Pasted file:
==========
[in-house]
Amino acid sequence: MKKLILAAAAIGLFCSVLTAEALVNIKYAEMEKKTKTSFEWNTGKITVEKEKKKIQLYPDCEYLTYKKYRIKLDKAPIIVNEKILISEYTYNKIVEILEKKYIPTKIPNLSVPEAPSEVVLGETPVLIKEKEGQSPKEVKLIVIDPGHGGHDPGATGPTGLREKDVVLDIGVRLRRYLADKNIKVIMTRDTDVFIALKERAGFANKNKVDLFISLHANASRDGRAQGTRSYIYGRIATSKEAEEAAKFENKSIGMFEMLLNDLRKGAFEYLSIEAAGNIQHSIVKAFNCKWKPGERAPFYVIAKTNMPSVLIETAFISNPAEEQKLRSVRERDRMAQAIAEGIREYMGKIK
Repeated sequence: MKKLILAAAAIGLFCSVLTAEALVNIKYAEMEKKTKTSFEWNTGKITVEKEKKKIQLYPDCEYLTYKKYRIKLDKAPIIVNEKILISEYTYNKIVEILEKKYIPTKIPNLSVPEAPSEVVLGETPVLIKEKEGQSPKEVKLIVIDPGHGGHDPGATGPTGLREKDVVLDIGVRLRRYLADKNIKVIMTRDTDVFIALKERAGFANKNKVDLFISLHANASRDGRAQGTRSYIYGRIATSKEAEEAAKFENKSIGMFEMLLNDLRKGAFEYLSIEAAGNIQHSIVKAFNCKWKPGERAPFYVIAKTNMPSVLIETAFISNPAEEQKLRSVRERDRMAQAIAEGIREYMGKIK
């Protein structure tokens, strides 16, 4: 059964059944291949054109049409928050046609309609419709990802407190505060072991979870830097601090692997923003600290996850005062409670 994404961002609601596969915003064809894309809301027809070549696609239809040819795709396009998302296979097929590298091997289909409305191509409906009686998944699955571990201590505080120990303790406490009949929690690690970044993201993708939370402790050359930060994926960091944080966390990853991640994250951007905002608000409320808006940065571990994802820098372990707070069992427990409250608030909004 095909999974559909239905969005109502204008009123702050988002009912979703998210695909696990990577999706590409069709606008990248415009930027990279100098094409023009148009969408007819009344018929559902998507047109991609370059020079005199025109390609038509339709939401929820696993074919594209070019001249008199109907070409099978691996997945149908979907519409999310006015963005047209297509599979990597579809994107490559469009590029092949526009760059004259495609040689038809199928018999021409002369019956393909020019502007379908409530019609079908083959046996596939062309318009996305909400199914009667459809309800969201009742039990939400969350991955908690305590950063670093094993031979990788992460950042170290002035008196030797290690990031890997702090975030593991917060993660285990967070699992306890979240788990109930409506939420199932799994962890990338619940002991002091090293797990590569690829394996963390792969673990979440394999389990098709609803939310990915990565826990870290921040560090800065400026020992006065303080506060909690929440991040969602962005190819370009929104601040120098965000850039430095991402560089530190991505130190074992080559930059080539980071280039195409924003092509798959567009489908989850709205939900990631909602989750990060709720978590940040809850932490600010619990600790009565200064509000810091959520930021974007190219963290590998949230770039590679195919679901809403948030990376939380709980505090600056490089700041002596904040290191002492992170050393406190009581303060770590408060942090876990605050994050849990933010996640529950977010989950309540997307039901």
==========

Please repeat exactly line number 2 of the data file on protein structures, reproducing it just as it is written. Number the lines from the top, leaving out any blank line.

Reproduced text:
Amino acid sequence: MKKLILAAAAIGLFCSVLTAEALVNIKYAEMEKKTKTSFEWNTGKITVEKEKKKIQLYPDCEYLTYKKYRIKLDKAPIIVNEKILISEYTYNKIVEILEKKYIPTKIPNLSVPEAPSEVVLGETPVLIKEKEGQSPKEVKLIVIDPGHGGHDPGATGPTGLREKDVVLDIGVRLRRYLADKNIKVIMTRDTDVFIALKERAGFANKNKVDLFISLHANASRDGRAQGTRSYIYGRIATSKEAEEAAKFENKSIGMFEMLLNDLRKGAFEYLSIEAAGNIQHSIVKAFNCKWKPGERAPFYVIAKTNMPSVLIETAFISNPAEEQKLRSVRERDRMAQAIAEGIREYMGKIK